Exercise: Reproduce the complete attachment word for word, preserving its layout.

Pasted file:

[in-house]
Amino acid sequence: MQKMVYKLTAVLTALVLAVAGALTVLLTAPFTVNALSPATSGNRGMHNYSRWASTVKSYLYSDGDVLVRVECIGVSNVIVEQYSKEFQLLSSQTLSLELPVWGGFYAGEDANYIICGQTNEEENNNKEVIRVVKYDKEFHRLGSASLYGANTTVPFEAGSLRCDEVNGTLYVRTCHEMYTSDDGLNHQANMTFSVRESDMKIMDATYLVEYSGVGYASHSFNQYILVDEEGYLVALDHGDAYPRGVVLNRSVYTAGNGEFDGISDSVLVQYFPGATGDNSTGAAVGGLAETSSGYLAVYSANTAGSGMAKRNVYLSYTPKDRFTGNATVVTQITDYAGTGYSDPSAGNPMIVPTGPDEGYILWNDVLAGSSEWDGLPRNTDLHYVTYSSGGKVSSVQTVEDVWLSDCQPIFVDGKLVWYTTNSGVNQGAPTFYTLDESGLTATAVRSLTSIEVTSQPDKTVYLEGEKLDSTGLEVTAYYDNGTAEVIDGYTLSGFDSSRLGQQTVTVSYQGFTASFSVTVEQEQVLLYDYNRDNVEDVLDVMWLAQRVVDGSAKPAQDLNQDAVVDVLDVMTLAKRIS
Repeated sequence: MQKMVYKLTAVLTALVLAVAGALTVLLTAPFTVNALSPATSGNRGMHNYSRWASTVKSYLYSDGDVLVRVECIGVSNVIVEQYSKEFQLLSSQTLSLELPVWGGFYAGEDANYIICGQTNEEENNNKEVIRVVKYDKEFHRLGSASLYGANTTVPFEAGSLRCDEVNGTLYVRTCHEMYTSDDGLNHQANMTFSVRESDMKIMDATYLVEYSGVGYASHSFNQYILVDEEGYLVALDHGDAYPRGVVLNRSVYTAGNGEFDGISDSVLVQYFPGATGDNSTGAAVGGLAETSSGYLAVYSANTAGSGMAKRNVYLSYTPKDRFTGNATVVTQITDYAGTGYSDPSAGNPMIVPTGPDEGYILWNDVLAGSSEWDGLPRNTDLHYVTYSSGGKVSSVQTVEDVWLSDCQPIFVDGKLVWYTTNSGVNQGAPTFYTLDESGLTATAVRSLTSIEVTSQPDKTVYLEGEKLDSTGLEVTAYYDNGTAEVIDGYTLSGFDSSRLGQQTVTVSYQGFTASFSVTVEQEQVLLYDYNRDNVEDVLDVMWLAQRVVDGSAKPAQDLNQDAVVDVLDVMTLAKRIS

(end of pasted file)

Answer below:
[in-house]
Amino acid sequence: MQKMVYKLTAVLTALVLAVAGALTVLLTAPFTVNALSPATSGNRGMHNYSRWASTVKSYLYSDGDVLVRVECIGVSNVIVEQYSKEFQLLSSQTLSLELPVWGGFYAGEDANYIICGQTNEEENNNKEVIRVVKYDKEFHRLGSASLYGANTTVPFEAGSLRCDEVNGTLYVRTCHEMYTSDDGLNHQANMTFSVRESDMKIMDATYLVEYSGVGYASHSFNQYILVDEEGYLVALDHGDAYPRGVVLNRSVYTAGNGEFDGISDSVLVQYFPGATGDNSTGAAVGGLAETSSGYLAVYSANTAGSGMAKRNVYLSYTPKDRFTGNATVVTQITDYAGTGYSDPSAGNPMIVPTGPDEGYILWNDVLAGSSEWDGLPRNTDLHYVTYSSGGKVSSVQTVEDVWLSDCQPIFVDGKLVWYTTNSGVNQGAPTFYTLDESGLTATAVRSLTSIEVTSQPDKTVYLEGEKLDSTGLEVTAYYDNGTAEVIDGYTLSGFDSSRLGQQTVTVSYQGFTASFSVTVEQEQVLLYDYNRDNVEDVLDVMWLAQRVVDGSAKPAQDLNQDAVVDVLDVMTLAKRIS
Repeated sequence: MQKMVYKLTAVLTALVLAVAGALTVLLTAPFTVNALSPATSGNRGMHNYSRWASTVKSYLYSDGDVLVRVECIGVSNVIVEQYSKEFQLLSSQTLSLELPVWGGFYAGEDANYIICGQTNEEENNNKEVIRVVKYDKEFHRLGSASLYGANTTVPFEAGSLRCDEVNGTLYVRTCHEMYTSDDGLNHQANMTFSVRESDMKIMDATYLVEYSGVGYASHSFNQYILVDEEGYLVALDHGDAYPRGVVLNRSVYTAGNGEFDGISDSVLVQYFPGATGDNSTGAAVGGLAETSSGYLAVYSANTAGSGMAKRNVYLSYTPKDRFTGNATVVTQITDYAGTGYSDPSAGNPMIVPTGPDEGYILWNDVLAGSSEWDGLPRNTDLHYVTYSSGGKVSSVQTVEDVWLSDCQPIFVDGKLVWYTTNSGVNQGAPTFYTLDESGLTATAVRSLTSIEVTSQPDKTVYLEGEKLDSTGLEVTAYYDNGTAEVIDGYTLSGFDSSRLGQQTVTVSYQGFTASFSVTVEQEQVLLYDYNRDNVEDVLDVMWLAQRVVDGSAKPAQDLNQDAVVDVLDVMTLAKRIS